Bacon gummies up my cast iron

Joined Jun 21, 2015
I have a newer Lodge cast iron frying pan that I sanded the bottom smooth and started over with several passes through the oven to begin re-seasoning. I've spent 5 weeks building up the seasoning by cooking bacon, eggs, steaks, blackening fish, etc. and the pan has been performing great. 98% of the time all it needs is a wiping out with a paper towel and a light coat of oil wiped in.

That said, I continue to struggle with just one food....bacon! Different styles of bacon perform better or worse, I think due to the sugar content. Previously I was cooking the Smithfield lower sodium style which left a small but manageable amount of gummy residue that would clean up OK. Today I switched to Smithfield "All Natural" uncured bacon as I assumed it had no added sugar since it says it is uncured. But it left a significant amount of gumminess that then caused my eggs to stick (previously eggs never stuck). This gumminess isn't coming up when I scrape it with a spatula or my lodge scraper so I am worried I'm going to have to really clean the pan and start over again with re-seasoning. Ugghh - I put a lot of work into this the past 5 weeks and hate to lose that progress.

Any advice for cleaning out gummy bacon residue? Any advice for preventing it?

Joined Jun 27, 2012
Try preheating before adding whatever you are cooking.
This closes the pores and provides a smooth non stick surface if the cast iron has been properly seasoned .
If it is bacon on the menu I also add a few tablespoons of reserved (in fridge) bacon grease after this closing of the pores.
IMO this start up fat also prevents those wavy hunks of not quite cooked fat on the edges of the bacon strips. (the texture makes me gag).

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Joined Feb 20, 2014
You could try boiling some water in it. I'm sure you know not to soak it.  I sometimes use Cameo stainless steel powder with a sponge. I think I'm the only person who does this. I've never found anything online about it.  I have antique skillets a friend had bead blasted down to bare metal inside and out. I have used this method for 20 years and never had to completely strip and start over. And yes I can fry eggs in them.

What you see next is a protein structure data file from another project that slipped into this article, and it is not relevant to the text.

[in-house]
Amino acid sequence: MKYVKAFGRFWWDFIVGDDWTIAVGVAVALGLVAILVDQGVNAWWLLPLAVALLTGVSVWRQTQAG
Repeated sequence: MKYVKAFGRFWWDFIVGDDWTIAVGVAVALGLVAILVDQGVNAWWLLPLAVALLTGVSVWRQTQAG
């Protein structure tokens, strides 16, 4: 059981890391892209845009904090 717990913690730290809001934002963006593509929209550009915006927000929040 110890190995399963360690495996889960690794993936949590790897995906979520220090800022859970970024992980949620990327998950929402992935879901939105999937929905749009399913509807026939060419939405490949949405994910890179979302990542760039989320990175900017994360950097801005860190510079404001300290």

It seems to be very lightly abrasive so be gentle. Just rub until the gunk is removed. Your sponge will turn black because you are removing a bit of seasoning, that's ok. The Cameo leaves it very smooth. Just rinse well, dry, and you can oil and reseason if needed without taking it all off first. 

As for preventing the gummy, have you tried baking your bacon? I prefer it. I bake in a glass cake pan. 350- 400 F for 10 - 15 minutes. It seems like it would pop and make a mess but it doesn't. I usually don't bother to turn it but you can. It comes out flat and evenly cooked like what you see on breakfast buffets. Some people like to do it on a broiler pan. I don't like to clean that and it doesn't make that much difference in the end product to matter to me.


Staff member
Joined Mar 29, 2002
Bacon is always a problem because of the sugar. You're caramelizing the sugars on the cast iron. no surprise it can be difficult to clean.  I've taken to baking bacon in the oven while i cook the rest of the meal. Less mess and hassle and clean up is easy.  

I'll still do bacon in the pan if I'm going to follow up with some vegetables to pick up that bacon fond. 
Joined Jul 28, 2001
When I get some caramelization from sugar I knock it back down to the oil layer with a really fine chain mail square.
Joined Jan 17, 2015
Here is what i suggest. I have 5 different cast iron pans in different sizes i use for everything from cornbread to fried chicken. Once you have scrubbed out the gummy residue with a green scrub pad and hot water. I would melt a good chunk of lard and then pour about 1/4 cup of salt in it and when it has cooled enough to touch take a few papertowels and scrub that salt in real good.

The next time you fry bacon add some lard and fry the bacon slowly on medium temp and keep it moving or it will stick. Cast iron loves lard and this will build up the seasoning quickly. After a while you can fry eggs on the coating and they will slide right out of the pan like teflon. I have a steel omelet pan and can do a omelet in about 30 seconds and it slides right out.

This is the way the french and oldtime southerners treat cast iron.
Joined Nov 5, 2007
 Today I switched to Smithfield "All Natural" uncured bacon as I assumed it had no added sugar since it says it is uncured.
Marketing nonsense. It still has similar sugar content.  The "uncured" phrase comes from not using nitrates in it.  Well, except for the nitrates found naturally in the other ingredients added to it.

My home cured bacon and pancetta products tend to leave less in the pan than commercial stuff.


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